Thursday 6 November 2014

Recommendation: Stories of Your Life And Others - Ted Chiang

I wrote this quite a while for someone else's site, but the hectic life of a publisher meant it got lost between the cracks I guess. And as this is about one of the best books I've read in recent years, I didn't want to let my words go to waste. So here I am, talking about Ted Chiang's collection of short stories Stories Of Your Life & Others.

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Most so-called science fiction would be better named technology fiction - it tells stories about the possible uses of the physical sciences; about the amazing or dreadful things that we could do with science, and about how society and individuals might respond.

But science is more than cool technology - it's ideas. It is a way of looking at the world, and as such it is related to logic and mathematics and small-p philosophy, even to religion. Of course some people would say that science is the correct way of looking at the world, which is a tremendously reassuring argument if their job is to keep aircraft in the sky. It’s a somewhat curious one though, if their job is to write or comment on imaginative fiction…

Several of the fictions in Ted Chiang's brilliant collection Stories Of Your Life And Others take as their starting point 'untrue' ways of looking at the world: Biblical cosmology in The Tower of Babel; golems and Victorian science in 72 Letters; fundamentalist Christian beliefs in Hell Is The Absence of God, in which angels periodically descend to earth and Hell is sometimes visible through the ground. What distinguishes these stories from fantasy is both the rigorous, logical way Chiang develops his ideas, and the fact that the characters in the stories are like scientists, trying to understand the rules of their world. This is science fiction about the process of science as much as the result.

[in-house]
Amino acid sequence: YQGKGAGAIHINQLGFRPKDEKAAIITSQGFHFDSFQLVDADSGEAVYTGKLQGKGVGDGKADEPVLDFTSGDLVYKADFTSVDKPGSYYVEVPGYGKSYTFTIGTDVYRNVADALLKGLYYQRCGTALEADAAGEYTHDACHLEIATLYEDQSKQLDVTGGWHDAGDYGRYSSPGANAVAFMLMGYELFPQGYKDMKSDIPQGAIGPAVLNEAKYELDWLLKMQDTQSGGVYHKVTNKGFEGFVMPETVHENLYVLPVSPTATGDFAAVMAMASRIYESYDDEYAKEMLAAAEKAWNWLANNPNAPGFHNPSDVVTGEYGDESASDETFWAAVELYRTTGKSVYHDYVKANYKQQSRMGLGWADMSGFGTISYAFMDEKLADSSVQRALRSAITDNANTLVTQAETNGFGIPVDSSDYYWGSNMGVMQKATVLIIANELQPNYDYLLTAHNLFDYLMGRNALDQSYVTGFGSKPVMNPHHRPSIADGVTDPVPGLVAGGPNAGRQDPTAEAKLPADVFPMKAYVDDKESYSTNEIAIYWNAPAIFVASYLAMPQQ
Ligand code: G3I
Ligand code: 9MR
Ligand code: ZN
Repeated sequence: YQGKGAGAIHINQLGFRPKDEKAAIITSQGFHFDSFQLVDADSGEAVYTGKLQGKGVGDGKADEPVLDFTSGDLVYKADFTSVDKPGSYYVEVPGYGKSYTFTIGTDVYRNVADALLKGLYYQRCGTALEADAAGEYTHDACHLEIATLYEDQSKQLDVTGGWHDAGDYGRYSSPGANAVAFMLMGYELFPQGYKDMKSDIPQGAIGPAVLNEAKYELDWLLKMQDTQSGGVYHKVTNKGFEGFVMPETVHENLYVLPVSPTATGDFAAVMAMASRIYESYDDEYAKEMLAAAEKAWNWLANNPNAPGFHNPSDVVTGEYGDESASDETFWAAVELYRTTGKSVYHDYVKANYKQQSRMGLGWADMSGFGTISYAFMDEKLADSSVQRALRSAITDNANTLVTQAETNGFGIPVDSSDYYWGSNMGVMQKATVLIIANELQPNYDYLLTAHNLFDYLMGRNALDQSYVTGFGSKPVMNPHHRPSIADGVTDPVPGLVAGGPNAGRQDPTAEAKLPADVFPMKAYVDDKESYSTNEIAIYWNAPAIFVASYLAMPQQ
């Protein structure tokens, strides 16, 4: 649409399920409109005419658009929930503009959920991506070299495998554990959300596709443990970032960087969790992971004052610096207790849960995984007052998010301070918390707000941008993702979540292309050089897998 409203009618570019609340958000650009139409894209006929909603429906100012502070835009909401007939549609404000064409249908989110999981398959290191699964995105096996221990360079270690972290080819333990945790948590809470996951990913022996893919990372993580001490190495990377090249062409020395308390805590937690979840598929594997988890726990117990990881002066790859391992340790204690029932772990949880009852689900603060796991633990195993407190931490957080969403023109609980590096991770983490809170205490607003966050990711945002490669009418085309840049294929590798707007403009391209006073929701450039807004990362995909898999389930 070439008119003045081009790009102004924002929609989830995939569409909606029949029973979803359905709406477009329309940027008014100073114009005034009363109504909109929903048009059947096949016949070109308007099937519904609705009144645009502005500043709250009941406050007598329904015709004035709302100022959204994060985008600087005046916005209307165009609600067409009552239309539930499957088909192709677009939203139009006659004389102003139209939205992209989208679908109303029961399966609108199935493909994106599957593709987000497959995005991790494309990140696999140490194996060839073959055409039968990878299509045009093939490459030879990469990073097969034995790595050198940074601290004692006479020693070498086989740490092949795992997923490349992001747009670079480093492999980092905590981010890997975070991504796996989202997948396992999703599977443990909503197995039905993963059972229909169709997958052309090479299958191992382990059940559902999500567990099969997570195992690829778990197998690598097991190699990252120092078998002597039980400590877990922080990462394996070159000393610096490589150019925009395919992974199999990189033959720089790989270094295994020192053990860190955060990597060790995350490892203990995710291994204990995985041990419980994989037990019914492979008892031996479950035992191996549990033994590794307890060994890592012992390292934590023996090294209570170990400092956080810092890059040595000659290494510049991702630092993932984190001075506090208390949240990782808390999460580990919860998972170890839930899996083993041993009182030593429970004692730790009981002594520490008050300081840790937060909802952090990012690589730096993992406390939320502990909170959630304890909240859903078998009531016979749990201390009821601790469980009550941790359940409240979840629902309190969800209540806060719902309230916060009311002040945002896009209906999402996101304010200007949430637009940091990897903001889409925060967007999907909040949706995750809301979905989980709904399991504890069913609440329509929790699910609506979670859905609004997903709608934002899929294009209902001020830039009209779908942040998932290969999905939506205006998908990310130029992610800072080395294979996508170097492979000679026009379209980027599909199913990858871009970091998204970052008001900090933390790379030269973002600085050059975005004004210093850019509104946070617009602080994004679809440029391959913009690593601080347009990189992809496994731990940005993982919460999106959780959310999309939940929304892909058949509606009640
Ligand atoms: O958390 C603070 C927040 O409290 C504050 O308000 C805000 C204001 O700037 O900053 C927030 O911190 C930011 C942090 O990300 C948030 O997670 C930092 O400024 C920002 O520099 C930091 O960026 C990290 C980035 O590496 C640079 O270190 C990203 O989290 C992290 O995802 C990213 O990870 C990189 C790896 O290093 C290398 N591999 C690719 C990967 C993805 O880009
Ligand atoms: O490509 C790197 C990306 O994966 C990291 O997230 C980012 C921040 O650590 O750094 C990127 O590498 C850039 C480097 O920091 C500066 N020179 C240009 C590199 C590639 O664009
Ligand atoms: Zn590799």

A second group of stories in the collection are about the limitations of science, as we currently understand it: The Evolution of Human Science suggests a future where science has advanced far beyond the ability of humans to actually comprehend; Division by Zero is about what it would mean, both to science and an individual, to find out that mathematics is inconsistent (which Godel has proved we can’t rule out).

If all this sounds too highfalutin and dry, then rest assured there are aliens and assassins and meta-humans; there are people with super intelligence or their ability to see beauty medically removed. The human dilemmas in the foreground of the stories are beautifully interwoven with the sci-fi ideas behind them, and it's this that makes the collection so special.

On first reading, the title story seems the stand-out; it takes as its starting point the science fiction staple of first contact with alien beings, but uses it to tell an all too human story about loss and memory. Its main character is a linguist who is attempting to decipher the alien's language, which is radically different to any human language. In between we do, as the title promises, learn the story of her life: her marriage, her divorce, the death of her daughter. She begins to understand that the aliens' language it is based on a radically different way of viewing time and cause and effect to our own, and this perspective gives her, and us, a radically different view of the story of her life she has been telling. Again, emerging from the story's scientific speculation is not arid theory, but a quietly devastating conclusion that left me thinking about it for days afterwards.

Simply put, this is one of the best science fiction short story collections I've ever read. Too often, intellect and emotion are presented as opposites but in Chiang's beautifully controlled stories the opposite is true. Highly recommended.

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